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Slaughterhouse in XXL

Slaughterhouse sits down with XXL for a dope interview. Excerpt from the article after the jump

After four years together, Slaughterhouse, has proved they can succeed together. Now the question is: Just how big can they get?

“Dominick “Crooked I” Wickliffe and Joell Ortiz are on a balcony of the Grafton on Sunset, a boutique hotel on L.A.’s Sunset Strip. For Wickliffe, who grew up 45 minutes away in Long Beach, it’s a homecoming (of sorts); for Ortiz, it’s a glimpse of a possible future (of sorts). The hotel proudly and non-ironically markets itself as “meant for the dreamers, the rock stars, the hipsters and you,” which is the sort of the glamorous douchebaggery that makes L.A. L.A. “I might just stay here,” says Ortiz, before adding as clarification, “in Hollywood.” Full stop. Then: “They want me to read for scripts, all types of shit. Like, dude, it’s unbelievable. Like, other shit, bro—other shit.”

It’s the first time in the past hour that Ortiz, a first generation Puerto Rican-American who was raised in the pre-gentrified wastelands of Brooklyn’s East Williamsburg (Cooper Park Houses, to be exact), has seemed genuinely agog. Much like the rap persona that’s made him one of the more engaging personas putting words over beats on the current music scene, he’s been occasionally pensive, consistently boisterous, sometimes defensive, always forthcoming and pretty hilarious. But now there’s a pure and somewhat heavy wonder as he thinks about the future of his career: “How do you think Joell on Shady would look, though? After Slaughterhouse?”

You want to tell him it seems to be a fait accompli, because Slaughterhouse—the quartet he forms with Wickliffe, Joe Budden and Ryan Montgomery, aka Royce Da 5’9”—is already signed to Marshall Mathers’ Shady Records. And even though “the phones haven’t stopped ringing [with requests] for Joell [to go] independent” from the “big dogs,” Ortiz’s “free-agent” status doesn’t fool anyone. Once Slaughterhouse’s drops welcome to: Our House—their major label debut, which should easily fulfill the promise of the group’s self-titled independent release from 2009—Ortiz will most likely announce his individual affiliation with Shady and/or Andre “Dr. Dre” Young’s Aftermath (where he was once signed), or some other situation secured under the umbrella of Jimmy Iovine’s Interscope Records. But that’s from the outside looking in.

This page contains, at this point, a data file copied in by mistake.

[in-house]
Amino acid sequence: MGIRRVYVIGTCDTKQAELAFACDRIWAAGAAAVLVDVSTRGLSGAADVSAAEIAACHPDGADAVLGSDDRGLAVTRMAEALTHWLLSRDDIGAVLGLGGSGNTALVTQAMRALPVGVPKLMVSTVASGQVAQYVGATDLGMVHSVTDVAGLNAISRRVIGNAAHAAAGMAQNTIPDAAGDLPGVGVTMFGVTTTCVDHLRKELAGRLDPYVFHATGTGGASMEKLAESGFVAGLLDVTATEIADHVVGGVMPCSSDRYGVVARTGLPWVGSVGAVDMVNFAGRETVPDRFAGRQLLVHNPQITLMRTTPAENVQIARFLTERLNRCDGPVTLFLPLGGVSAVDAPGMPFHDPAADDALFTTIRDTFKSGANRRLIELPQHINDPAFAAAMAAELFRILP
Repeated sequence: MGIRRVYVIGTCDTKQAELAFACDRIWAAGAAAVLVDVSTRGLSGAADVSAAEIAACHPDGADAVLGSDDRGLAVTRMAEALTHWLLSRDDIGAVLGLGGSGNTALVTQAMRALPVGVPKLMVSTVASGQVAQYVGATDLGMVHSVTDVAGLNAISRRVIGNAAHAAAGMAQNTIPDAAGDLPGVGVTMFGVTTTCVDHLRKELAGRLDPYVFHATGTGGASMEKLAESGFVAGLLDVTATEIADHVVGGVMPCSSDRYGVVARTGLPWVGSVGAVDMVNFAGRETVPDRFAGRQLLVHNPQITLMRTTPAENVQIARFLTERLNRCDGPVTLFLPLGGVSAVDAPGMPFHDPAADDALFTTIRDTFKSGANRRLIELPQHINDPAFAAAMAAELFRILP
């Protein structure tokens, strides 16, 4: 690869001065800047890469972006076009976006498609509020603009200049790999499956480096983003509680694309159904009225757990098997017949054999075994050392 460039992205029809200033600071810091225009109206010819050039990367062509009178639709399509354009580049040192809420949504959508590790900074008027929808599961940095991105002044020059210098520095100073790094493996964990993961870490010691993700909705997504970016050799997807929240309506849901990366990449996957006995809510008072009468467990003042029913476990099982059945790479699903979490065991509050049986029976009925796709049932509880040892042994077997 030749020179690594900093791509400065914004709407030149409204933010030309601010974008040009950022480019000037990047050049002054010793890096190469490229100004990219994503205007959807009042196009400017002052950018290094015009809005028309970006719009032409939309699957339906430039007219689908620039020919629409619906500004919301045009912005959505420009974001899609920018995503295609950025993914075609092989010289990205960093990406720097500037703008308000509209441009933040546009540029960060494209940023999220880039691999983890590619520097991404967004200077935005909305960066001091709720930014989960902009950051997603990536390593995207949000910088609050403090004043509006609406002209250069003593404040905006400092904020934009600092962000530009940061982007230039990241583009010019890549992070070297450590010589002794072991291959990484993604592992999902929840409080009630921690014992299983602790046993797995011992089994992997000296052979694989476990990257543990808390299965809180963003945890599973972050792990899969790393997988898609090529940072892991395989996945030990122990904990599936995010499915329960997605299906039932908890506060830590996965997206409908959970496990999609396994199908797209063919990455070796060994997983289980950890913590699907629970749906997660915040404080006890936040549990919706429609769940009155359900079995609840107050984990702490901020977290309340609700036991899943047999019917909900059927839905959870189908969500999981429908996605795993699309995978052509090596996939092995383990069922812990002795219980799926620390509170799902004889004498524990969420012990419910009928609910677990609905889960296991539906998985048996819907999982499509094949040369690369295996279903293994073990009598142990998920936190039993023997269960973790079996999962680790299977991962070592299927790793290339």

From the inside, it’s a different look. From the inside, Ortiz is a guy who was academic enough to skip the ninth grade, only to turn down a full basketball scholarship to college in order to help get his mom off drugs, only to start selling drugs himself when his high-school girlfriend became pregnant with his first son. From the inside, he’s a guy that’s been on the periphery of rap success for over a decade. In between releasing independent albums, mixtapes and a 12-inch vinyl (going by the stage name Quikman, he released music with Philadelphia rapper Pretty Ugly on Rawkus Records about a dozen years ago). He was recruited by Dr. Dre—a man considered by many to be hip-hop’s greatest producer, past or present—in 2006 only to be told his Aftermath debut would have to wait until after the release of Young’s next album, Detox, which (even then) had been “coming soon” almost as long as Ortiz himself had been rapping. “That wasn’t the best business move for me,” Ortiz confesses. “So I asked Mr. Young if we could part ways, and he played ball all the way. He expressed how much a plan he had for me as an artist—he wanted me to sit tight, but he understood and he allowed me to shake free.”

This explains why Ortiz is not pressed about details of the release of his next album. He says it’s tentatively titled after his personal catcall, mantra and nickname: Yaowa. But as for: “Where? I don’t know and I don’t care. When? I don’t know and I don’t care. I’m really focused on Slaughterhouse right now. I really don’t know what’s going to happen, but I love it.”